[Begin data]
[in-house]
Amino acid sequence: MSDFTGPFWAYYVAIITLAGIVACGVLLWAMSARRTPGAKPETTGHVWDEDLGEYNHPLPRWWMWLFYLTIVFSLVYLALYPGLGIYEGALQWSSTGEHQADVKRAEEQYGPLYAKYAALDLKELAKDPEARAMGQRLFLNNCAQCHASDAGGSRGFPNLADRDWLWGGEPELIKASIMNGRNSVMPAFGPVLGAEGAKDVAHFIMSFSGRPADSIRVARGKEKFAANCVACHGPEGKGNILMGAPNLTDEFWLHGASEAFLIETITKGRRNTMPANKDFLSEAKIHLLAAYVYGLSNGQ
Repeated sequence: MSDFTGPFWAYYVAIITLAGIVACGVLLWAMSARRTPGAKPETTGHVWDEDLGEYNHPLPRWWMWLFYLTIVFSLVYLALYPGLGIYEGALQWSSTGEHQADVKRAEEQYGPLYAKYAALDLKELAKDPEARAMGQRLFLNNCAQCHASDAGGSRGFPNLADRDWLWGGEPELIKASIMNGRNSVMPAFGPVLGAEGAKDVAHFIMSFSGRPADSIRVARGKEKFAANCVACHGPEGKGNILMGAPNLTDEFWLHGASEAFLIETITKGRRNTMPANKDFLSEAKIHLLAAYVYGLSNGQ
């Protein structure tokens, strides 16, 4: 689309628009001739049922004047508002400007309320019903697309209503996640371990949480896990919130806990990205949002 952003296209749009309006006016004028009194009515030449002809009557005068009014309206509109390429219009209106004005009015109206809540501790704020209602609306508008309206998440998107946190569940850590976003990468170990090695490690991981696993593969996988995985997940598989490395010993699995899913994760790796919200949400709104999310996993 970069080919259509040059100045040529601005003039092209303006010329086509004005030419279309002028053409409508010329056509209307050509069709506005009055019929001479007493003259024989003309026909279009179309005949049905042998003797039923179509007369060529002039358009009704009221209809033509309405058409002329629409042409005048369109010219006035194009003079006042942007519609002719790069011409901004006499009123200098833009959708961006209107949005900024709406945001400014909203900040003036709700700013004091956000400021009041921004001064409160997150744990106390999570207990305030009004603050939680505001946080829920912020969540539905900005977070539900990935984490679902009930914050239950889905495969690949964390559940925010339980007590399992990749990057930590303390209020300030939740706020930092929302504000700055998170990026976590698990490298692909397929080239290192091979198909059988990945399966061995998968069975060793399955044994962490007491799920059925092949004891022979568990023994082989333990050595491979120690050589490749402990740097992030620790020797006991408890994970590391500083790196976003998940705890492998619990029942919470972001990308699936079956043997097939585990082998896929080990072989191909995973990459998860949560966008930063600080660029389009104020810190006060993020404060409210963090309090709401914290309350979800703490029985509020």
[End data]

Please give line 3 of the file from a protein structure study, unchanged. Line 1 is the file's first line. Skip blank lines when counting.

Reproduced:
Repeated sequence: MSDFTGPFWAYYVAIITLAGIVACGVLLWAMSARRTPGAKPETTGHVWDEDLGEYNHPLPRWWMWLFYLTIVFSLVYLALYPGLGIYEGALQWSSTGEHQADVKRAEEQYGPLYAKYAALDLKELAKDPEARAMGQRLFLNNCAQCHASDAGGSRGFPNLADRDWLWGGEPELIKASIMNGRNSVMPAFGPVLGAEGAKDVAHFIMSFSGRPADSIRVARGKEKFAANCVACHGPEGKGNILMGAPNLTDEFWLHGASEAFLIETITKGRRNTMPANKDFLSEAKIHLLAAYVYGLSNGQ